The chromatograms of the samples treated with acid, base, hydrogen peroxide, dry and wet heat, and photochemical showed well separated chromatograms of pure BDMC, DMC and C as well as some degradation peaks at different retention times. The identification of degradants was based on comparison with the standard solution. The chromatograms of the degraded products were well resolved from the curcuminoids peaks as shown in Figures 4-7. The number of degradation products, content of curcuminoids remained, and percentage recovery was calculated and is listed in Table 2.
Acid induced degradation product
The chromatogram of acid degraded sample of C, the chromatograms showed three additional peaks at 1.4, 1.7, 2.1 and 2.5 min, followed by curcuminoids peak as shown in Figure 4. Post 30 min heating on water bath, the areas of the acid-degraded product peaks were found to be higher than the area of standard C concentration (10 μg/mL) indicating that C undergoes significant degradation under mild acidic conditions (0.1 N HCl). Drug recovery of acid-degradation product peak was found at the level of 49.19%.
Base induced degradation product
 
For base degradation (without heat), the chromatograms of the sample showed additional peaks at 1.7 and 2.8 min as shown in Figure 5. The presence of additional degradation peaks at mild conditions (0.1 N NaOH, 5 min exposure) reconfirmed the vulnerability of drug to degradation in basic conditions. Recovery at the level of 86.26% suggests susceptibility of C to degradation in basic conditions.
Hydrogen peroxide induced degradation product
The chromatogram of the sample of C treated with H2O2 (3% v/v) showed additional peaks at 1.5, 1.8 and 2.2 min as shown in Figure 6. Drug recovery at the level of 47.70% indicates the vulnerability of C to oxidation.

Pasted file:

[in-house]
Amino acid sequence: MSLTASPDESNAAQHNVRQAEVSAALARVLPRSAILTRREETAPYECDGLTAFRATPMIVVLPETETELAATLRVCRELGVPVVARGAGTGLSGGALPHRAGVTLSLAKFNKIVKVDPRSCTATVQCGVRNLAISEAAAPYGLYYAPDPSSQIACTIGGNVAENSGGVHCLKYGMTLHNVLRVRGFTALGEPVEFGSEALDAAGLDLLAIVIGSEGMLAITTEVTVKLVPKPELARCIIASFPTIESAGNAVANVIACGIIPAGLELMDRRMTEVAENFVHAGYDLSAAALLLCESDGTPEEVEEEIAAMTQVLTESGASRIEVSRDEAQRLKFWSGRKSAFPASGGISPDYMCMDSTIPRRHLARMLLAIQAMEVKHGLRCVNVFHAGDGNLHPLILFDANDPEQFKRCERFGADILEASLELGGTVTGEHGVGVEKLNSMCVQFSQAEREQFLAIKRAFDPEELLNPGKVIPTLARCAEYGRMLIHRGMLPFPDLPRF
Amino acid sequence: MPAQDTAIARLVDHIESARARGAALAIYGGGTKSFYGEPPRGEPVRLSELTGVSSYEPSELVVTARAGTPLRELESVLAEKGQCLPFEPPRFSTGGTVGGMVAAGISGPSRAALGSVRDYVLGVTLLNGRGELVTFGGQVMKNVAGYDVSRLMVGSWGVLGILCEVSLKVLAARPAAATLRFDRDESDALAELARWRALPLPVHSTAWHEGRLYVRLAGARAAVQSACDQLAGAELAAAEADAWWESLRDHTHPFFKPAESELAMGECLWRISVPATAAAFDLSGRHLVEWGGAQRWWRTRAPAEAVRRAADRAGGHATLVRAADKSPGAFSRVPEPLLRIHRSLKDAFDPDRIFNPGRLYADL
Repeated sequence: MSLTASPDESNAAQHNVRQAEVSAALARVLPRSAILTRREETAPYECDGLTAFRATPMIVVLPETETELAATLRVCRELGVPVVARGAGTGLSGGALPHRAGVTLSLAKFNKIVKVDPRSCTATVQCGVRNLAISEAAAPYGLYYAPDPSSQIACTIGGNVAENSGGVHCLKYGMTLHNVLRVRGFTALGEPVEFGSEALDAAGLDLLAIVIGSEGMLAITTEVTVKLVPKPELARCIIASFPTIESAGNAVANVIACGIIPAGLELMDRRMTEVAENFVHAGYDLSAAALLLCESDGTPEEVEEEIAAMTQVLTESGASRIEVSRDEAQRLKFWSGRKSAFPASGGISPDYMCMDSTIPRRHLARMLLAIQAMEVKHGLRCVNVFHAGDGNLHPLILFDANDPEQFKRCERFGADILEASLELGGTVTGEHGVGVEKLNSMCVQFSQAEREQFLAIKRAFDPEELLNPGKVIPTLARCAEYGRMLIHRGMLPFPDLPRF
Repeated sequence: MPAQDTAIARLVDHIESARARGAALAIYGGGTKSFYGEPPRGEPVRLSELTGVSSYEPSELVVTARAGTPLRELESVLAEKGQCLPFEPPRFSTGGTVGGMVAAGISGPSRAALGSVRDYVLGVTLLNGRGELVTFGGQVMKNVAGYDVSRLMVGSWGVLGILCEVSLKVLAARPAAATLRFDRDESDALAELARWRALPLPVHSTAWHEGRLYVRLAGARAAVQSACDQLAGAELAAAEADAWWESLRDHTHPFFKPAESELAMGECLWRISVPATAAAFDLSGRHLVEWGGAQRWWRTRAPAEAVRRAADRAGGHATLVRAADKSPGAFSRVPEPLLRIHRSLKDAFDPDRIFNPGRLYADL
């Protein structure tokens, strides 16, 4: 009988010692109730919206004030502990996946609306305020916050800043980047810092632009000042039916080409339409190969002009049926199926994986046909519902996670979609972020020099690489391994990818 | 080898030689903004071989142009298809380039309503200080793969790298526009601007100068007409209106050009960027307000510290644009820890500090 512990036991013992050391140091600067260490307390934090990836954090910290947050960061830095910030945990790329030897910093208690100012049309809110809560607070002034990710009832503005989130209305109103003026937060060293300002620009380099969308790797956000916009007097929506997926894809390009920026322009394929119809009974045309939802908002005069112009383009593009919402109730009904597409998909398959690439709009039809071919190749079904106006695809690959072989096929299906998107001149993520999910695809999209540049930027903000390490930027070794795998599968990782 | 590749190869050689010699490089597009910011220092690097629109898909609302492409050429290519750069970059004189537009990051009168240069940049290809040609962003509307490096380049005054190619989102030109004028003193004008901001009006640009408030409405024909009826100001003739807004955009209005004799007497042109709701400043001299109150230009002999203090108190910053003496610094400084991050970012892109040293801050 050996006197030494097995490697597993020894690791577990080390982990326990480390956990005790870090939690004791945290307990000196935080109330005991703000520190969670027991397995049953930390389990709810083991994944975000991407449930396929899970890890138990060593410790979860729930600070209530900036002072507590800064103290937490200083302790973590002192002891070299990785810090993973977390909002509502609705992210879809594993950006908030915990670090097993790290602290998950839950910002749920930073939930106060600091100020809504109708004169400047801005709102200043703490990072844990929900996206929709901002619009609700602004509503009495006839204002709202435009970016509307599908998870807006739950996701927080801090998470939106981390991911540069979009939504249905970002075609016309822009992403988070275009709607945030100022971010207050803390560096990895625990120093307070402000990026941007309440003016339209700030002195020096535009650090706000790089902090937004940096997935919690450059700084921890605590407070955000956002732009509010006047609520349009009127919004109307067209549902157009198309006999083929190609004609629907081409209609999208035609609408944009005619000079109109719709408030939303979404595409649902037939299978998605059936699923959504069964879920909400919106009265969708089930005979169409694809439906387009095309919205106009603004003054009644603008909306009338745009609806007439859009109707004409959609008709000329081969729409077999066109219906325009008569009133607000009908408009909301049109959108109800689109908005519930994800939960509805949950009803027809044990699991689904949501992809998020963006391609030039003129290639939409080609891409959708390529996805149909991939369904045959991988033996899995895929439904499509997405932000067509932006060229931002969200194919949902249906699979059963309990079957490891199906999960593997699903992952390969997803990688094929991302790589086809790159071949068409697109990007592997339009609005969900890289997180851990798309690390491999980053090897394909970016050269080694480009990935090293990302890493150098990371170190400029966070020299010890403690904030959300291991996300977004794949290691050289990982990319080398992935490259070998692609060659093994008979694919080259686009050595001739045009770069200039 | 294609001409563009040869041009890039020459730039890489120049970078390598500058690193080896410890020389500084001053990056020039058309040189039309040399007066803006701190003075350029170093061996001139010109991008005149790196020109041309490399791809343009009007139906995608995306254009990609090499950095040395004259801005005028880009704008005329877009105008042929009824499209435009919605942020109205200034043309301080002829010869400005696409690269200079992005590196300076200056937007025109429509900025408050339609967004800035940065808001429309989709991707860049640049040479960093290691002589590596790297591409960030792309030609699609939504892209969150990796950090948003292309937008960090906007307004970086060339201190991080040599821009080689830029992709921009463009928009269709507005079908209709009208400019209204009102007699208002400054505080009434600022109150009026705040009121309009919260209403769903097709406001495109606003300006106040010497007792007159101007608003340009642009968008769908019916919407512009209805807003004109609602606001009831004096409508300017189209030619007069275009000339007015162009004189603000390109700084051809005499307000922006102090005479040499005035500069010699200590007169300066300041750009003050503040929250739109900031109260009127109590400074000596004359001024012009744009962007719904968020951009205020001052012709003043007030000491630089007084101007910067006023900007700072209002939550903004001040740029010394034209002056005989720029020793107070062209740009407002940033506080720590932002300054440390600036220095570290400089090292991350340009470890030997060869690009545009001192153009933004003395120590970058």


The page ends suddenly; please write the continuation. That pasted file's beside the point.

Photochemical degradation product
The chromatogram of the sample of C exposed to photochemical degradation (sunlight for 30 min). C showed additional peaks at 1.7, 2.2 and 2.6 min as shown in Figure 7. This indicates that the drug is unstable towards photochemical irradiations for the exposure period under study. However, on exposure to fluorescent light, C was found to be stable for 6 h duration.
Dry heat and wet heat degradation product
The samples subjected to dry heat (1 h at 100°C) and wet heat (1 h water bath at 80°C) conditions showed no additional peak. This study reflected the stability of drug under heating conditions encountered due to formulation methodologies such as hot melt extrusion technology.
Validation of the Method
Accuracy and precision
Accuracy and precision of the method were determined by spiking known amount of C in triplicate at levels- very low, low, medium and high of the specified limit. The measurement of the peak area showed low values of % R.S.D. (<2) and very low values of the S.E. (<0.1) for inter and intra-day variation, which suggested an excellent accuracy and precision of the method (Table 3).
Robustness of the method